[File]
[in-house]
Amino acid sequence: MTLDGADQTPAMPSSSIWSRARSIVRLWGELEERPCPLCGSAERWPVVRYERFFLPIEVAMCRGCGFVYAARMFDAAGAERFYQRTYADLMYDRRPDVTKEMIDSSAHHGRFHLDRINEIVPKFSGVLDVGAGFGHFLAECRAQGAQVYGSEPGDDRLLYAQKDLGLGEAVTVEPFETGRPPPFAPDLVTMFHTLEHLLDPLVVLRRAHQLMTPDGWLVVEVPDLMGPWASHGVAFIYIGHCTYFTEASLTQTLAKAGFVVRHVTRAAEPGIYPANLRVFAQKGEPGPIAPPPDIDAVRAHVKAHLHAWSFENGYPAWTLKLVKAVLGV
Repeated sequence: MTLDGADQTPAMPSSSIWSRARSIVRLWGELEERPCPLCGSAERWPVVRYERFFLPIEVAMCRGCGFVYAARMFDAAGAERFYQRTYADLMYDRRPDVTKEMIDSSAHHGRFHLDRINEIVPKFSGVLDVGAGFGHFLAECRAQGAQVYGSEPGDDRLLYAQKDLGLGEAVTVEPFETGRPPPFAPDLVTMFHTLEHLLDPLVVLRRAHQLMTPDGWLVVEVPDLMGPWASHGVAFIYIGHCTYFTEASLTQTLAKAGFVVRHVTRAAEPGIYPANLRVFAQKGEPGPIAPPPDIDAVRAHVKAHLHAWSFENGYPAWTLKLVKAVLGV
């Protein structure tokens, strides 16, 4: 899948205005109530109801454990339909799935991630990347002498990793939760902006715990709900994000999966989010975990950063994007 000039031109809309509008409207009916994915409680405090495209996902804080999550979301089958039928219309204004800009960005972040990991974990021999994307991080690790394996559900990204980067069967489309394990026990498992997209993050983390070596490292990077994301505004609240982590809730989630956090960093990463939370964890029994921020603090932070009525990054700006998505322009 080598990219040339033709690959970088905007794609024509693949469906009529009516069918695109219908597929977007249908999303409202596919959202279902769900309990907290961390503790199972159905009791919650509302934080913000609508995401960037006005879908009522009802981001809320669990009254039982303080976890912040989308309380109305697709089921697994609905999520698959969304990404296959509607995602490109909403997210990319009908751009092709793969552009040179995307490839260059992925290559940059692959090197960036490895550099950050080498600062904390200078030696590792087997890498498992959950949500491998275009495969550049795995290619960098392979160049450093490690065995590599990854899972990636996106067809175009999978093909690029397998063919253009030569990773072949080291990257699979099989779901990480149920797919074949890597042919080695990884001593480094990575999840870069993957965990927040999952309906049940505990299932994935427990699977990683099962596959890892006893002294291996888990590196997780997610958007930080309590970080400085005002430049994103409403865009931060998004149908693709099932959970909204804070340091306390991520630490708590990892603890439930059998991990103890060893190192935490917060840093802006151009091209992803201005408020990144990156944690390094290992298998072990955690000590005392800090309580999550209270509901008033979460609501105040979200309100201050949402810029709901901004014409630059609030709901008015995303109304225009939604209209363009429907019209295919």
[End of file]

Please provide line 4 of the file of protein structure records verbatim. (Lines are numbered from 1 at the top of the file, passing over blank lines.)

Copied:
């Protein structure tokens, strides 16, 4: 899948205005109530109801454990339909799935991630990347002498990793939760902006715990709900994000999966989010975990950063994007 000039031109809309509008409207009916994915409680405090495209996902804080999550979301089958039928219309204004800009960005972040990991974990021999994307991080690790394996559900990204980067069967489309394990026990498992997209993050983390070596490292990077994301505004609240982590809730989630956090960093990463939370964890029994921020603090932070009525990054700006998505322009 080598990219040339033709690959970088905007794609024509693949469906009529009516069918695109219908597929977007249908999303409202596919959202279902769900309990907290961390503790199972159905009791919650509302934080913000609508995401960037006005879908009522009802981001809320669990009254039982303080976890912040989308309380109305697709089921697994609905999520698959969304990404296959509607995602490109909403997210990319009908751009092709793969552009040179995307490839260059992925290559940059692959090197960036490895550099950050080498600062904390200078030696590792087997890498498992959950949500491998275009495969550049795995290619960098392979160049450093490690065995590599990854899972990636996106067809175009999978093909690029397998063919253009030569990773072949080291990257699979099989779901990480149920797919074949890597042919080695990884001593480094990575999840870069993957965990927040999952309906049940505990299932994935427990699977990683099962596959890892006893002294291996888990590196997780997610958007930080309590970080400085005002430049994103409403865009931060998004149908693709099932959970909204804070340091306390991520630490708590990892603890439930059998991990103890060893190192935490917060840093802006151009091209992803201005408020990144990156944690390094290992298998072990955690000590005392800090309580999550209270509901008033979460609501105040979200309100201050949402810029709901901004014409630059609030709901008015995303109304225009939604209209363009429907019209295919």